Computerized training studies involving children with ADHD commonly assess WM by administering tasks measuring WM capacity [7], [10]. Most of these training studies presume a two-component view of WM, consisting of 1) transient storage of information, and 2) manipulation of information remembered transiently [4], [5], [11], [12]. A distinction between visual and auditory modalities is also common in these studies [5], [11][13]. For all practical purposes, the storage and manipulation components of WM are equivalent to the specific temporary memory systems and separate resources (slave systems) supporting processing and multitask coordination (Central Executive) in the Multicomponent Model proposed by Baddeley [14], [15]. The model divides the role of attention in controlling action into two distinct mechanisms; one which is automatic and the other that is attentionally demanding, for example, when encountering a novel problem [16]. Several brain areas and networks are likely involved in WM processes, but considerable evidence suggests that activation in the Dorsolateral Prefrontal Cortex correlates with increasing manipulation load on WM tasks [17], [18]. It is precisely the manipulation aspect of WM that is thought to be impaired in children with ADHD as a result of frontostriatal dysfunction [1] and/or energetic dysfunction in pre-frontal systems [19], [20].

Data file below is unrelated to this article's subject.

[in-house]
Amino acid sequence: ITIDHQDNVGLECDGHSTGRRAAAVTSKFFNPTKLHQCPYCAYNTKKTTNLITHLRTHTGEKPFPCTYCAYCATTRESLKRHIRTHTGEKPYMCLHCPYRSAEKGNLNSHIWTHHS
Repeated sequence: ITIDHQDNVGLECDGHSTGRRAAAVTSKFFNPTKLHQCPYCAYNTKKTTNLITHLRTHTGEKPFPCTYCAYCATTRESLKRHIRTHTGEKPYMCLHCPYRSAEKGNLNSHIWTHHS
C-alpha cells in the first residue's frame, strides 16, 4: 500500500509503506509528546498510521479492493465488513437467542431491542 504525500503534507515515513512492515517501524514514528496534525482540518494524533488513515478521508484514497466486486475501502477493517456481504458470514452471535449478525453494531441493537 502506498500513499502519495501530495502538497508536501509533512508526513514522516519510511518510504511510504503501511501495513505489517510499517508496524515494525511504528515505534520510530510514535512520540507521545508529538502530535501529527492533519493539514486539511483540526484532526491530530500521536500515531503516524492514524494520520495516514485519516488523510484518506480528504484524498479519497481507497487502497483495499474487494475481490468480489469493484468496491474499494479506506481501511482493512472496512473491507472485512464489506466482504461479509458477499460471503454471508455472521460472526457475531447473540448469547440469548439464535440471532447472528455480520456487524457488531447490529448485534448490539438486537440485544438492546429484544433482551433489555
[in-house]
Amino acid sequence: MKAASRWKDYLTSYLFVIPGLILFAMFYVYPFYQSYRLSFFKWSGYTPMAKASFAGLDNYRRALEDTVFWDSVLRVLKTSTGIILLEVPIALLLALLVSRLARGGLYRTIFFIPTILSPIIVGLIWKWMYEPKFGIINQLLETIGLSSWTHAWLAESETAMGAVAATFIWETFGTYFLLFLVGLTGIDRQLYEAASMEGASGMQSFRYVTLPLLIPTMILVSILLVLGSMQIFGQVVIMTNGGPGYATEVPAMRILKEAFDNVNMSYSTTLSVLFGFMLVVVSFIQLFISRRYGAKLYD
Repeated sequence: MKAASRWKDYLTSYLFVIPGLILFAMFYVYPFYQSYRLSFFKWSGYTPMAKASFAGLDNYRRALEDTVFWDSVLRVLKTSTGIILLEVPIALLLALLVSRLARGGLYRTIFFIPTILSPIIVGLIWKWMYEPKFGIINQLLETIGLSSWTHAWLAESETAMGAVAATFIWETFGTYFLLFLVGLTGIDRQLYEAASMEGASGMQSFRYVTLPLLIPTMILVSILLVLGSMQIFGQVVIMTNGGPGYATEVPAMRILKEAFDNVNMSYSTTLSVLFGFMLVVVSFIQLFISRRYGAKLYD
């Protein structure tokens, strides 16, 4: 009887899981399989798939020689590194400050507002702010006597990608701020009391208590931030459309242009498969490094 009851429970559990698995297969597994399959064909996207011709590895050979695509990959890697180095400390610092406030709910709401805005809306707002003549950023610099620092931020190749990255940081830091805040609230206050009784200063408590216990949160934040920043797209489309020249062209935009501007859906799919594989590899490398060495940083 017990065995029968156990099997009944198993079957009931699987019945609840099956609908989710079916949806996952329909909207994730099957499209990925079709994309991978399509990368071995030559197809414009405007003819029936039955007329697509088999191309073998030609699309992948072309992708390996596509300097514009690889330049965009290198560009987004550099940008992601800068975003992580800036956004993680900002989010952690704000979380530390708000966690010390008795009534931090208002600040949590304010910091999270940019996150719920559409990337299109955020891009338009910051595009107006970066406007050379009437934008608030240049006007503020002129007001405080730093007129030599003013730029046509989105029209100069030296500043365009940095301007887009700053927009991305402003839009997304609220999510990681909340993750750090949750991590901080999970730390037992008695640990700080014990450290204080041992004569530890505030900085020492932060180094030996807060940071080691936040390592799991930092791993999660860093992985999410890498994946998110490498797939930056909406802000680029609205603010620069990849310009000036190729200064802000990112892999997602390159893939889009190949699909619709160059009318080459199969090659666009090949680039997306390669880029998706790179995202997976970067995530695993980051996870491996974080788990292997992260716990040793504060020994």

The brain's plasticity has been documented even in adults [21][23], and preadolescents are undergoing dynamic changes in grey and white matter substance as a natural part of their development [24]. Changes may be easily precipitated in young brains already undergoing dynamic change, but a central question is whether the effect of the change through training applies to similar (near) or dissimilar (far) tasks. Although a taxonomy of learning transfer has yet to be accurately described [25], near-transfer of learning refers to a gain in skill within the same training context; far-transfer, on the other hand, refers to the functional transfer of learning from one training context to anothe`r. A clear distinction should therefore be made between a gain in task-related performance and a gain in ability. Similar to any athlete training individual components of his or her sport, however, the precise relationship of how an improvement in a specific skill contributes to an overall ability is not always straight-forward. The indirect effects on measures of WM are published elsewhere [26]. The current examination of the effects of a computerized WM training program focuses exclusively on the near-transfer effects of such training. The theoretical separation of learning transfer effects is relevant to the current debate about the WM construct that revolves around whether WM resources are separable into pools of domain-specific resources (e.g. visuospatial and auditory WM) [27][29] or are better accounted for in a domain-general model, in which a centralized component (e.g. The Central Executive) operates on information in short-term, domain-specific storage components [14], [30]. The pattern of near-transfer effects from training intervention studies could contribute to the theoretical debate by identifying the impact of specific training on domain-specific versus domain-general components of WM.